Developing a Marriage Mentoring Program for Relationship Education Public Deposited

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  • March 20, 2019
Creator
  • Gadol, Eric N.
    • Affiliation: College of Arts and Sciences, Department of Psychology and Neuroscience
Abstract
  • In response to high divorce rates and the negative effects of divorce, there has been a call for greater use of relationship education programs, which have been shown to be effective at reducing the risk for relationship dissatisfaction and dissolution. Until now, relationship education programs have been limited by the models of dissemination that have been employed; the current study explores a newer model of dissemination that could allow these programs to be brought to a greater number of couples: marriage mentoring. Nearly no research has examined this model, although manuals have been written describing marriage mentoring. The current study examines a program that draws from these manuals to train experienced couples with healthy relationships to serve as mentors for younger couples. These mentoring couples participate alongside the younger couples in an empirically-based relationship education program called Side by Side, and the current study investigates the changes that both the mentoring couples and the younger couples experienced over the course of their participation. The mentoring couples who participated in this program experienced negative changes in relationship satisfaction, communication patterns, and other important aspects of their relationship. The most negative changes in relationship satisfaction were seen among the mentoring couples who reported the highest levels of relationship satisfaction before participating, whereas those mentoring couples who reported lower levels of satisfaction before participating experienced positive changes over the course of the program. The younger couples generally experienced positive changes in relationship satisfaction, communication skills, and other important aspects of their relationship, although the women among the younger couples showed the clearest positive changes. These positive changes were strongest among the younger couples who reported positive experiences of their relationships with their mentoring couples. In comparisons with previous research on relationship education programs, the pattern of effect sizes for the men and women in the younger couples in this study are most comparable to a relationship education program delivered by university personnel and are not as positive as the same program delivered by leaders of religious organizations. These findings and implications for future implementations of the marriage mentoring model are discussed.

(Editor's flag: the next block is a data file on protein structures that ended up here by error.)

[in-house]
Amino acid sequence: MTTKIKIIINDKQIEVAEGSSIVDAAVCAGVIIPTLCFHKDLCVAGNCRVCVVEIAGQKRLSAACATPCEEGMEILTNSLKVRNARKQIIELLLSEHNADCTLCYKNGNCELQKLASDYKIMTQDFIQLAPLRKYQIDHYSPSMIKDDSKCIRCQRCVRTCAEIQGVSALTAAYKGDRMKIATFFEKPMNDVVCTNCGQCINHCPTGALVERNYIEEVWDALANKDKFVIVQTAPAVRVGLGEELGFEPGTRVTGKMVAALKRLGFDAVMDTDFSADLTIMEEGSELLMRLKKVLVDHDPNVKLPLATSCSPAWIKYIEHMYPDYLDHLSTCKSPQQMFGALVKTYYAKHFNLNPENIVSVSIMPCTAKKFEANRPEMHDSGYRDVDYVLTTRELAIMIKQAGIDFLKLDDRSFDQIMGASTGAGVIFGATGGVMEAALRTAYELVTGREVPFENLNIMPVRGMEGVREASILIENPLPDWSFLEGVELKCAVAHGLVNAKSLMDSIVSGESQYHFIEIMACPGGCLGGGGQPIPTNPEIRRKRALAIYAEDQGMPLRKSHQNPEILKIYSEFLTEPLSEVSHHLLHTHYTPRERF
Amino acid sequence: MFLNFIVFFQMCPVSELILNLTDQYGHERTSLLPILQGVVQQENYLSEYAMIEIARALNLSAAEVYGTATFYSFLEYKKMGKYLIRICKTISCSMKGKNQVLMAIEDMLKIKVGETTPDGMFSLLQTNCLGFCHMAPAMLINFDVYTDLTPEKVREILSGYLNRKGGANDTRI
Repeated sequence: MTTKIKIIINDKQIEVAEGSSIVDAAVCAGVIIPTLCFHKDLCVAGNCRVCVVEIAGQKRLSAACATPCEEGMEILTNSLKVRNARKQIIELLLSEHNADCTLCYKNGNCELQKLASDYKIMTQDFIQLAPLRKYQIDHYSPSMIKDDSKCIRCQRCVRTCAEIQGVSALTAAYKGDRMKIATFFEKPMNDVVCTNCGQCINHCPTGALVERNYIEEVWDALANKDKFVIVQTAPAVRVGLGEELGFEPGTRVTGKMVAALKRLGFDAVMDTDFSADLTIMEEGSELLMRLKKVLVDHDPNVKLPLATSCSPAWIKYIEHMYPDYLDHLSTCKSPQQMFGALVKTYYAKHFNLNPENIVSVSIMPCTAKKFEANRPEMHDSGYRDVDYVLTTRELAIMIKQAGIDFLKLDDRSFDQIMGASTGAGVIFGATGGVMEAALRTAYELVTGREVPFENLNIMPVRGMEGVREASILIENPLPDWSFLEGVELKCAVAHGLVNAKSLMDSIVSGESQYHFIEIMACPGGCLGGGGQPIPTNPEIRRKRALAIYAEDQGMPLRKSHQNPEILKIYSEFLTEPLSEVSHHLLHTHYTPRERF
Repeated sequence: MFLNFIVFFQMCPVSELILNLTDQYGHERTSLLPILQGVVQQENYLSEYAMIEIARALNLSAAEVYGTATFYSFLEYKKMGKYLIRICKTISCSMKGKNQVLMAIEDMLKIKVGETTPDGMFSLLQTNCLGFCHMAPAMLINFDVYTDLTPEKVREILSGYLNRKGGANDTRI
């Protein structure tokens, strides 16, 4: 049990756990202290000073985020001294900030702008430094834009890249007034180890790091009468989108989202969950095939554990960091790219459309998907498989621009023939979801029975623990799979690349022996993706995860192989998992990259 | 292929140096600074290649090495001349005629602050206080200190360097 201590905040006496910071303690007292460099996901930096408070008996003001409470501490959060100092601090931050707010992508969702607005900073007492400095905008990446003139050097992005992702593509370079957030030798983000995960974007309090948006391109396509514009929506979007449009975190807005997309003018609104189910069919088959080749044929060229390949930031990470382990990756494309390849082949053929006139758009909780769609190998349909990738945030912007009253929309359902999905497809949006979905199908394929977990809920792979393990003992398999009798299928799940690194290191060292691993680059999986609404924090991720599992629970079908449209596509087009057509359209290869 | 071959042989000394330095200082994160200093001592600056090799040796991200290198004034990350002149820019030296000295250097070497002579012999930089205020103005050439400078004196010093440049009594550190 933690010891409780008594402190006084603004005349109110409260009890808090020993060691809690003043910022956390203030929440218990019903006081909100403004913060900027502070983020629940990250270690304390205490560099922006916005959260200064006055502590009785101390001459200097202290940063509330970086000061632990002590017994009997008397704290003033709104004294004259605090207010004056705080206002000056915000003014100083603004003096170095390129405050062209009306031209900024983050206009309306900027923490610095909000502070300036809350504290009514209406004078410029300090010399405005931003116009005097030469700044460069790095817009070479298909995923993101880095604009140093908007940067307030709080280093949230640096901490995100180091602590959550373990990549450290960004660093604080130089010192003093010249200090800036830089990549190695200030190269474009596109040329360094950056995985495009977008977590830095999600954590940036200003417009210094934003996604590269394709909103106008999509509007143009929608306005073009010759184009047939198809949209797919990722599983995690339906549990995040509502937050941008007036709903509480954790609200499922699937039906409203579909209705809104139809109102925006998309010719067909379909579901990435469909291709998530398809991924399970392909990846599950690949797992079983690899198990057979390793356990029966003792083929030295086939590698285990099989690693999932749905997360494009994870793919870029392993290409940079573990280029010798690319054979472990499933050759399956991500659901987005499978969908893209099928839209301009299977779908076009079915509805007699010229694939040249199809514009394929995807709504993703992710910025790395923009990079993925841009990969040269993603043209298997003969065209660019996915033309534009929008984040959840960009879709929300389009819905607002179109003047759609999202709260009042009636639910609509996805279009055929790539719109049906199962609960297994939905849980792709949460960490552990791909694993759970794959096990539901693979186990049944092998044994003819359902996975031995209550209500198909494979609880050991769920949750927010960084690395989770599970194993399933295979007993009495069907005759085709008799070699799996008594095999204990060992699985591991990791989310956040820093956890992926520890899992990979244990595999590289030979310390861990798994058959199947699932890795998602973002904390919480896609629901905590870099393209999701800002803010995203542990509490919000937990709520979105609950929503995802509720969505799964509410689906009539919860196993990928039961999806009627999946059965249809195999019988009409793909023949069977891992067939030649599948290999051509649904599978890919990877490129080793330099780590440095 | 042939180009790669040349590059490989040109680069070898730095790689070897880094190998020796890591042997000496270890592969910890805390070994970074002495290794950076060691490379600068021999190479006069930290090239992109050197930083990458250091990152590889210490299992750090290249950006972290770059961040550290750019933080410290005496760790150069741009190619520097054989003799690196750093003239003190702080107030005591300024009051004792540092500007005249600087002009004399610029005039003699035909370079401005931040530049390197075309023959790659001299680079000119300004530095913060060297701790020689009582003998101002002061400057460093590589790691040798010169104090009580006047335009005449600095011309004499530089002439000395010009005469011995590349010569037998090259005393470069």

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  • Baucom, Donald
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  • Open access
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